I can hardly think of another major newspaper personality whose hari-kari I would more relish than Ms. Dowd's.


Larry
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Originally Posted by Greger
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I fail to see the logic in wishing the death of newspapers when they supply you with your daily fix
I couldn't agree more. I generally start with Google News, a collection of headlines from all the dailies. The newspapers collect it and the internet puts it all together for us. Is it possible that the big news corporations are failing because they have become to large to fail? When, like everywhere else, profit exceeds salary and making money becomes more important than turning out good product?
Greger - To borrow from the world of finance, newspapers are right sizing. For the past 20 years newspapers saw an incredible surge as the economy was fat and happy, for the most part. What that meant was that advertising revenue was way up. And that was a big green light for newsrooms specifically to begin beefing up on staff, creating more positions than ever before and then, beyond that, corporate began to get a bit greedy and inundate their markets with special publications that were strictly ad generators, yet they would be targeted at specific demographics so a new staff of writers and designers was required and so on down the line until one day what might be looked at as an early economic indicator began to fall off. That would be advertiser spending. First the smaller, local business started shrinking their advertising budgets and so on up the food chain. Many believe that the current decline in newspapering is due to the knee jerk reaction to the corporate folks. They began shrinking pages and then staff. At the same time they started providing Web sites for free that would possibly offer them more revenue with online sales, yet that didn't take off as expected because advertisers are still struggling to see value there.
Then along comes Walter Hussman, the longtime owner of the Arkansas Democrat Gazette. He stood in opposition to the entire industry and said he was going to ad more news hole to his papers which means more pages and he was going to charge subscription rates for his Web sites. His peers said he was crazy. It was suicide, they said. Yet the Arkansas Democrat Gazette is the only major daily in the country to make a profit in recent years and see its circulation numbers rise. Why? Because by adding more news hole and thus content, real content, Hussman gave his readers more of what they want, news. Advertisers liked what they saw and began jumping on board. Readers like it and began subscribing. The Web site is a success as well. The site has plenty of subscribers and some advertisers. Why? Perceived value, plain and simple.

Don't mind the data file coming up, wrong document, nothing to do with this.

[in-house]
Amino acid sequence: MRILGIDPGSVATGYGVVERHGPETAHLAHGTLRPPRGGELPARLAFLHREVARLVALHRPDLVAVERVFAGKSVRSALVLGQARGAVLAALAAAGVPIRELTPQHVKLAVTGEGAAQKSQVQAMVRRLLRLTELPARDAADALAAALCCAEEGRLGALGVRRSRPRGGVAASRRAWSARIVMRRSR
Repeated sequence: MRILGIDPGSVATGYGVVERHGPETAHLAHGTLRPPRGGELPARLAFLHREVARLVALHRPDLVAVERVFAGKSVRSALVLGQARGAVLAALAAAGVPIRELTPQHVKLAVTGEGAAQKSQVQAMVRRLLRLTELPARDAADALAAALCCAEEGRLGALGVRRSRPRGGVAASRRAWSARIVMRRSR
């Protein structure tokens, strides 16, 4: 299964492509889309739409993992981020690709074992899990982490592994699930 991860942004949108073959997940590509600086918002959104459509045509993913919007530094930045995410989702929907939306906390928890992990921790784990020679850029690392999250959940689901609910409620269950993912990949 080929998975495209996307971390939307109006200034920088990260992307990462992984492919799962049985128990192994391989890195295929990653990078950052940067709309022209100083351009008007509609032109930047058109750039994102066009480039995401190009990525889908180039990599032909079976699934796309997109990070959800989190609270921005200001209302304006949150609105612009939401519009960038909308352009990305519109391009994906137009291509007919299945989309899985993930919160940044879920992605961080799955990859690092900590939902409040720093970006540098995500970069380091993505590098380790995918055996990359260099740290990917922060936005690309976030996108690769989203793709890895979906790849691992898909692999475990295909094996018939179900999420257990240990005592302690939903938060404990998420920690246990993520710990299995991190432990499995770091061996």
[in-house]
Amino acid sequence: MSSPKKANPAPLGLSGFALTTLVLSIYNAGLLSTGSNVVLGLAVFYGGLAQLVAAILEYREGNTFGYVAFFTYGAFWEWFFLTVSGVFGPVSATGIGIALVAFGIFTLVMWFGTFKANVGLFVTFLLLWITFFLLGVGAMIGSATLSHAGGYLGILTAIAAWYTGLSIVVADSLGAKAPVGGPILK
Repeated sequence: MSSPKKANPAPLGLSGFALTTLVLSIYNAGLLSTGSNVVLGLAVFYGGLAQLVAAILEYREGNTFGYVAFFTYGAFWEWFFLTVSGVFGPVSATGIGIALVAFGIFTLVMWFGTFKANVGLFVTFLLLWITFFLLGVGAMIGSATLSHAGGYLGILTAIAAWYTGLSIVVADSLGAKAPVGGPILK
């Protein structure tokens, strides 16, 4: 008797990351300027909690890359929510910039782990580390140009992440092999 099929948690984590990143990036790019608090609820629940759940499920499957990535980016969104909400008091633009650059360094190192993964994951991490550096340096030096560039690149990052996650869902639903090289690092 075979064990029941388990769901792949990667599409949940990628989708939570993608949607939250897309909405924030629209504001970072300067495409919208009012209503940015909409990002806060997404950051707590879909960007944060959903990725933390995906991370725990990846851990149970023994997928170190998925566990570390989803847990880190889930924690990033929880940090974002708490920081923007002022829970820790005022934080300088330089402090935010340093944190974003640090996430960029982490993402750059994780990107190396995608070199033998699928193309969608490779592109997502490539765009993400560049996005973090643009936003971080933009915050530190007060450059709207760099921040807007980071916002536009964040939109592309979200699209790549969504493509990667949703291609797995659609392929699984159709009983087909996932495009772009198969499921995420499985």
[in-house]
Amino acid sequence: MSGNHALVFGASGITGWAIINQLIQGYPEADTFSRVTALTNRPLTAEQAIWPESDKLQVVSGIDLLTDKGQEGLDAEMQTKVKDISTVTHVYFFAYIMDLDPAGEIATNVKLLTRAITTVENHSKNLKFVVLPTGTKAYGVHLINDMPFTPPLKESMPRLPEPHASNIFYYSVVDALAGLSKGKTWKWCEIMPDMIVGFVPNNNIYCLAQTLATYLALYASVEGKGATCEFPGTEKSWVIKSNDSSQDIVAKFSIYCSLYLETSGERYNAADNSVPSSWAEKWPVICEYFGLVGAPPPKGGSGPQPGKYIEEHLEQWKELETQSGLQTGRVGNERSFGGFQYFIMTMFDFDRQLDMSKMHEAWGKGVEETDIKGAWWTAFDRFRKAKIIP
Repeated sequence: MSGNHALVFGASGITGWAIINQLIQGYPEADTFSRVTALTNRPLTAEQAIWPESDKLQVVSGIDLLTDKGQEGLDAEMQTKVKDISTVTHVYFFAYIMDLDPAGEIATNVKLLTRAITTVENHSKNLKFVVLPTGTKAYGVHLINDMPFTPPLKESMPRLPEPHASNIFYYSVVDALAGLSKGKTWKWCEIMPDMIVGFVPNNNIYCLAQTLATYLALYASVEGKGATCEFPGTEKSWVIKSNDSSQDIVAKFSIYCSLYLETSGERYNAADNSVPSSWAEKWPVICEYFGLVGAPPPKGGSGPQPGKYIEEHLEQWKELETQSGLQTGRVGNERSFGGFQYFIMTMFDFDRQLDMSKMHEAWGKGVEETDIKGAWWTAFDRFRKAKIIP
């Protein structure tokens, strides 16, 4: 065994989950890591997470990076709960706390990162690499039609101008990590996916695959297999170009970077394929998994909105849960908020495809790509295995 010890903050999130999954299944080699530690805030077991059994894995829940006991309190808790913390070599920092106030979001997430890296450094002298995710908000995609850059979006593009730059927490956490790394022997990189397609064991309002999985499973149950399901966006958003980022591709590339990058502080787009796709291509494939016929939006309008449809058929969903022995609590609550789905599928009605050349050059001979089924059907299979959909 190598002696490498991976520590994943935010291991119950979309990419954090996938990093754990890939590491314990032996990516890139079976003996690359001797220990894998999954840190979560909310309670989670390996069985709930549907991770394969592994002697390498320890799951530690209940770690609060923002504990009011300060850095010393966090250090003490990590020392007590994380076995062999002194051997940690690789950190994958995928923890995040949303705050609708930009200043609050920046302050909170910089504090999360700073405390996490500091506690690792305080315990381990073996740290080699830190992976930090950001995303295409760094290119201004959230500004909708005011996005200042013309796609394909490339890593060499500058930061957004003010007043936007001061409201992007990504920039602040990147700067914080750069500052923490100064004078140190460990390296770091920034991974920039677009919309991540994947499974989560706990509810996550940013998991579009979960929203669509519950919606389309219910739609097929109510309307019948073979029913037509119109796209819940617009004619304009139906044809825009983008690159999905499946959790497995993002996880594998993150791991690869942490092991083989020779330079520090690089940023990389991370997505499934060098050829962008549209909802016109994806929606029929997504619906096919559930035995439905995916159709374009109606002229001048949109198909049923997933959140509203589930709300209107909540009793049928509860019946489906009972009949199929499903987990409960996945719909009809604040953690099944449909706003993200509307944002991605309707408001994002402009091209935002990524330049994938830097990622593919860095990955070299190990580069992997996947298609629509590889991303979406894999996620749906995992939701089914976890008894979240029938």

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Originally Posted by Snargle
Steve, are you saying that outsourcing local news reporting to non-local word processors (I wouldn't dare use the term 'journalists') is a good thing and will benefit anyone other than the bottom line of the business producing this "news"?
No, in fact that is exactly the opposite of what I was saying. I drew the analogy to GM for a reason. Imagine your question posed in this way:
Quote
Are you saying that outsourcing parts manufacturing to overseas factories is a good thing and will benefit anyone other than the bottom line of the business producing these cars?
We need more not less smaller, more independent, local producers involved in the process - whether we're talking about cars or about news. As 2Wins points out, the newspapers that are being successful are the ones who are following that model. The big dailies, like the NY Times and the WAPO, the LA Times, the ChiTown papers, are not following that model. As I said in my comment:
Quote
Why shouldn't the Big Dailies fall on their swords . . .
As 2Wins said in his first comment:
Quote
. . . those that follow him are not interested in journalism, rather they are selling what many in my business like to refer to as "content."
And I agree with that.

BTW Greger, Google News does not start with a collection of headlines from the dailies, nor do most of the other internet newsgatherers such as Yahoo, Alternet, or my favorite Anti-War dot com. They start out with a collection of headlines from news agencies, just as the dailies do. The dailies can't compete with these internet news sources. They must find another product that appeals to readers on a different level, that is more accessible in the print format than online.

I contend that there is, essentially, no such product. I believe the future of news and information is on the screen rather than on paper, and I applaud that.


Steve
Give us the wisdom to teach our children to love,
to respect and be kind to one another,
so that we may grow with peace in mind.

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Snargle Offline OP
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Thanks for the clarification, Steve...I think we're in general agreement. The days of wood pulp and ink journalism are numbered. Let's just hope we can keep a free press in whatever format technology leads us to.


Larry
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Google News does not start with a collection of headlines from the dailies
OK, This is something I don't understand then, under the various headlines and blurbs which are credited to various sources are links like these:
Quote
Calgary Herald - New York Times - Reuters - International Herald Tribune
all 2,337 news articles �
Are these all news agencies? Rather than newspapers? I had sort of assumed that the various dailies owned and operated these websites that provided news and accepted adveriser dollars. What am I missing here?